Don’t Sink American Interests
Don’t Sink American Interests
Why the United States Should Ratify the Law of the Sea Convention
We’ve been complying with the treaty since the 1980s without getting any of the benefits, writes Spencer Boyer.
The U.S. Senate is once again debating whether the United States should become a party to the international treaty known as the Law of the Sea Convention, which has shamefully languished in Congress for over a decade. The treaty will face a number of imminent hurdles, including a vote in the Senate Foreign Relations Committee in the coming days.
Ratifying the treaty is critical for our national security, economic, and environmental interests, and an essential step in repairing America’s tarnished image and international legitimacy. It is high time to end the debate and ratify the treaty.
After nearly a decade of negotiation, the United Nations adopted the Law of the Sea Convention in 1982 to replace several outdated international agreements from the 1950s that were less than favorable to America’s national security and economic interests. The treaty, which officially came into force in 1994, has now been signed by 155 countries and the European Commission.
The treaty’s main purposes are to define clear maritime zones, maintain freedom of navigation, protect the natural environment, and give legal certainty to firms and businesses that depend on oceans and seas for resources.
While the United States played a critical role in negotiating the treaty, President Reagan objected to Section XI, which relates to deep-sea mining, because he believed it would negatively affect American business. He directed U.S. agencies to comply with all other provisions.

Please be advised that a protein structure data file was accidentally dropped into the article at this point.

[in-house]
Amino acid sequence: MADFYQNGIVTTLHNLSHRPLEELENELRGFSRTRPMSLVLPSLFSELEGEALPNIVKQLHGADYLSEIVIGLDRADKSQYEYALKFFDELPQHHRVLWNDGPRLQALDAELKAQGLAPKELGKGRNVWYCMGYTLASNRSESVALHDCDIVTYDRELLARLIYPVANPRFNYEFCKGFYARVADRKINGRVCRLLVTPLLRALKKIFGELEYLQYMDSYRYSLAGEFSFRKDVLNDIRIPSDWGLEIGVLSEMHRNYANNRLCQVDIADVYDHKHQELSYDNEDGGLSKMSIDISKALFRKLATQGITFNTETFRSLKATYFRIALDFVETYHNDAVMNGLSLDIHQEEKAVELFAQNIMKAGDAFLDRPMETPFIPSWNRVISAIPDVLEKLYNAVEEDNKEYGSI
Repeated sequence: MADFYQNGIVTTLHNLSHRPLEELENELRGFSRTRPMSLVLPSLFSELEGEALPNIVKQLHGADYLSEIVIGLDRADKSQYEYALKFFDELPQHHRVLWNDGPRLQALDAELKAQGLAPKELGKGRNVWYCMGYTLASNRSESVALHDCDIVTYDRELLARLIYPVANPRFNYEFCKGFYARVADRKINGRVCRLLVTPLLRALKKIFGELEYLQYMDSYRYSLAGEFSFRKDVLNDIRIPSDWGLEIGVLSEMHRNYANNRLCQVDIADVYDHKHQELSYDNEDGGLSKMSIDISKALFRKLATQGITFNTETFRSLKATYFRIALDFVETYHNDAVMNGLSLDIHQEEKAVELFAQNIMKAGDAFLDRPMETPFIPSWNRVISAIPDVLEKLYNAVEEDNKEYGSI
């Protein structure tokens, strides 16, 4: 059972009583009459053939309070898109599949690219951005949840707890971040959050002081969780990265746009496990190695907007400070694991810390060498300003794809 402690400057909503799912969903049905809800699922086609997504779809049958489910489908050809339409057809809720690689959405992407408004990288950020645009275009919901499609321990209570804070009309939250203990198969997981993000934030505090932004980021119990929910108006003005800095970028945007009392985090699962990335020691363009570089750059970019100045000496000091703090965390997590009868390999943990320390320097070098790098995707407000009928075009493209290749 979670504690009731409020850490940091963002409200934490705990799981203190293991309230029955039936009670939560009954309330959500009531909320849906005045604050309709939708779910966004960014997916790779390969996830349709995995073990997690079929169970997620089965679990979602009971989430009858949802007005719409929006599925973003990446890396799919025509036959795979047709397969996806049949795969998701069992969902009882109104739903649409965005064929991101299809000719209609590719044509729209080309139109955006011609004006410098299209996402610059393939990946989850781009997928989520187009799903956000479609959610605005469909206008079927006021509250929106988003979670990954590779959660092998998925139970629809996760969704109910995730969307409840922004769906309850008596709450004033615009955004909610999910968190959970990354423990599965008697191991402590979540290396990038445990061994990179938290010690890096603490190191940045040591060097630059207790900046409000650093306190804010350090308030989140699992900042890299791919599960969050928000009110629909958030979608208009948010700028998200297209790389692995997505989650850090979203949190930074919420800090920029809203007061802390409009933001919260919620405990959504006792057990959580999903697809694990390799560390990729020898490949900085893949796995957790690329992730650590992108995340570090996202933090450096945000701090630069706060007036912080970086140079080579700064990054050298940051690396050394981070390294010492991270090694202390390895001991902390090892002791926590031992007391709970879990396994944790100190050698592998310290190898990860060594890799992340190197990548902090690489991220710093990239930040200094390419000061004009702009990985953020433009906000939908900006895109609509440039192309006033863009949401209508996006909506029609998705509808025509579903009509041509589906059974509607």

Negotiations on Section XI were re-opened under the first President Bush, and an agreement was reached in summer 1994, which addressed all U.S. concerns. President Clinton signed the treaty and submitted it to the Senate for ratification late that year, where it has been stuck ever since.
The closest the Senate has come to moving the treaty forward was a 19-0 vote in the Senate Foreign Relations Committee in 2004 in favor of the agreement. Unfortunately, then-Senate Majority Leader Bill Frist (R-TN) refused to bring the treaty to the Senate floor for a vote.
Why the Treaty Matters to the United States
The Law of the Sea Convention is one of those rare instruments that gathers an extraordinarily diverse group of individuals and groups as supporters. When President Bush, the Departments of State, Defense, and Homeland Security, the Navy, the Coast Guard, the oil and gas industry, business and trade associations, the U.S. Commission on Ocean Policy, environmentalists, and the majority of U.S. Senators all support a treaty, there must be something to it. Why this convergence of unnatural allies?
- The treaty would further our national security interests and assist in our fight against global terrorist networks by enhancing the global mobility of our military. Our armed forces want the legal foundation the treaty provides for overflight and navigation rights, and for their efforts to stop illegal shipments of weapons material. In addition, the treaty requires signatory countries to work together to suppress illegal narcotics trafficking.